Ex-NCMP's new book reveals details on WP's inner workings

The Workers' Party Mr Yee Jenn Jong with a copy of his book. ST PHOTO: DESMOND WEE

SINGAPORE - When erstwhile Workers' Party chief Low Thia Khiang announced he would not run in the election this year, it was not a decision sparked by a fall at home, according to a new book by WP member and Non-Constituency MP Yee Jenn Jong.

The veteran politician's plan to step down had already been in the works from as early as 2016 following a leadership challenge at the leading opposition party.

The high degree of planning has come to define the WP brand.

This and other lesser-known facts are revealed in "Journey In Blue: A Peek Into The Workers' Party Of Singapore" by WP member and Non-Constituency MP Yee Jenn Jong.

The book, which chronicles Mr Yee's journey in politics, goes some way towards lifting the veil surrounding the inner workings of the WP, a party that is well known for keeping a tight lid on its affairs.

The book confirms for the first time that there had been a group of members who felt the party's MPs had mishandled matters at the Aljunied-Hougang Town Council (AHTC), which involved financial and governance lapses.

The issue, which is the subject of an ongoing court case, as well as unhappiness over how Mr Low had weeded out some members in the past, and the party's lacklustre showing in the 2015 election, created the lightning rod for the leadership challenge of 2016.

Mr Yee, 55, writes: "There was always a segment unhappy with Low, but they needed a leader with a chance to overthrow him. Their camp was too small in numbers. They needed at least an MP level candidate to root from behind to win others over."

The group coalesced behind Mr Low's fellow Aljunied GRC MP Chen Show Mao, who faced off with Mr Low in the party's internal elections in 2016.

While party leaders have down-played the episode publicly, Mr Yee's book describes the tense mood at the election, where the tabulation of votes was projected live onto a big screen as ballots were read.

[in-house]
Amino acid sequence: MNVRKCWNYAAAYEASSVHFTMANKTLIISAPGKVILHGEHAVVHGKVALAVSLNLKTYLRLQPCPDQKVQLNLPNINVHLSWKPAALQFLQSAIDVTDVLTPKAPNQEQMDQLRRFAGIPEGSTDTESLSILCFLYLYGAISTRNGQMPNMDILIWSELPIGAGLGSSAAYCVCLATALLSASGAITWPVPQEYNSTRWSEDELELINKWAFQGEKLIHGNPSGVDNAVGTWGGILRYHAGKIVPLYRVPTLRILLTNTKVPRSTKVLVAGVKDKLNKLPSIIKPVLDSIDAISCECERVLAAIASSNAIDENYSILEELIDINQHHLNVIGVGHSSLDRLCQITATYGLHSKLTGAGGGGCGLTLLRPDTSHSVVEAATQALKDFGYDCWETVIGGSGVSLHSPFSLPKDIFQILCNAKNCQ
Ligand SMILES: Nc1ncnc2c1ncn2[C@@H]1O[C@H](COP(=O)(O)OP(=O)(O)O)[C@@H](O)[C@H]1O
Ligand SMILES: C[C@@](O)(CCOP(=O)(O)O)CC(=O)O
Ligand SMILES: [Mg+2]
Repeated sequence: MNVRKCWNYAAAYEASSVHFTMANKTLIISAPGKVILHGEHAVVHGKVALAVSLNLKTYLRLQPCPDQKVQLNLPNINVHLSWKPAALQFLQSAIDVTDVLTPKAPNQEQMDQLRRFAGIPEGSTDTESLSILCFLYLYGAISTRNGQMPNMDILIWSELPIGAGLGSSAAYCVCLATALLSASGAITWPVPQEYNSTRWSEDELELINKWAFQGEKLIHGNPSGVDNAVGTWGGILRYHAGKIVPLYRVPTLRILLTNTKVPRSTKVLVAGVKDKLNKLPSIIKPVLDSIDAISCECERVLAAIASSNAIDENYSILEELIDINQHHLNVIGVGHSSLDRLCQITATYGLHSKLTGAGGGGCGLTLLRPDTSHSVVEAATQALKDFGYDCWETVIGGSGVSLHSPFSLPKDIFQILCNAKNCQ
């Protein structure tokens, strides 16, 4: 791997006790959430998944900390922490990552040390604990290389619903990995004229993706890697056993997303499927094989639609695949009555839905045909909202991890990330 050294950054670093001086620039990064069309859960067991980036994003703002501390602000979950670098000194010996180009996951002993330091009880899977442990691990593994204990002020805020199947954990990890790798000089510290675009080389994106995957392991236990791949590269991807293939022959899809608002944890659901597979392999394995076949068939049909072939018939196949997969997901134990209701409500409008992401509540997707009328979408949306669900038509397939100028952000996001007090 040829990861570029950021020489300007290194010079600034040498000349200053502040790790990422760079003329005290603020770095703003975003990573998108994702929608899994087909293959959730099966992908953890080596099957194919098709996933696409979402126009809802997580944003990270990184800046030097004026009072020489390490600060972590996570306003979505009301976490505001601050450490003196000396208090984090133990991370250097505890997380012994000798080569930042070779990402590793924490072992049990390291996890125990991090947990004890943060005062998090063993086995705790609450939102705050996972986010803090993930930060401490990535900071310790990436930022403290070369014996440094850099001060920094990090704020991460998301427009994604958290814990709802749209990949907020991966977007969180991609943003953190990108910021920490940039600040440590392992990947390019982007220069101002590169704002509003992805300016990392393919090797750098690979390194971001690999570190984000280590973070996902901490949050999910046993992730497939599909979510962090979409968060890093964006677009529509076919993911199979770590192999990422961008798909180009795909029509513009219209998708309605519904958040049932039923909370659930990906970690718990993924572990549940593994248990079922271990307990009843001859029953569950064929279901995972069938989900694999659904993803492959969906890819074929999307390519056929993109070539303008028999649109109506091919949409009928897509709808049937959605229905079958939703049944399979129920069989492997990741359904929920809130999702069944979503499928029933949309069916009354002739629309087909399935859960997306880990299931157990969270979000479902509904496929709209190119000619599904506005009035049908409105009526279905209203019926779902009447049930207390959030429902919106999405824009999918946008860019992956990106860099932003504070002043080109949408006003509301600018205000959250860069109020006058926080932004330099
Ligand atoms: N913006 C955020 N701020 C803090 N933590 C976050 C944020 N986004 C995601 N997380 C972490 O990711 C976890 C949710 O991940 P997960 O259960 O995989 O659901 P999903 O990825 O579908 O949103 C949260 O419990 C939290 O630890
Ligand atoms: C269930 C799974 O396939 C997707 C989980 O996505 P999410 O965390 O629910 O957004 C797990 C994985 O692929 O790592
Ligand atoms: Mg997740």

Mr Low had left his fate in the hands of the 106 other cadres present that day, and had held up his unused ballot for all to see.

Asked at an interview on Monday (Dec 21) how this episode affected relations between Mr Chen and the rest of the party leadership, Mr Yee demurred and added: "I didn't feel disappointed so didn't feel a need to ask him why he challenged."

Mr Low stepped down as party chief in 2018, but retired from electoral politics ahead of the election this year.

Mr Yee also told The Straits Times he did not think anyone would challenge current party leader Pritam Singh at the party's upcoming election on Sunday.

He added that Mr Low had been sure of his decision to retire from elections because Mr Singh had proven himself as party chief.

Mr Yee said there is a lack of political education in Singapore and hopes his book will shed light on opposition politics, as well as assuage the fears of those who may be hesitant to vote for the opposition or join its ranks.

His own wife and parents had found his decision to join the WP in 2011 and run as its candidate for Joo Chiat hard to accept.

Mr Yee said his dad had pleaded with him, saying in Mandarin "I beg of you, I beg of you."

"It was most difficult to have to say no to him. I've always had a mind of my own, but at their age, you just want as much as possible to comply with what they want, But I couldn't do it, not after I had promised the party and been put forward," he told The Straits Times.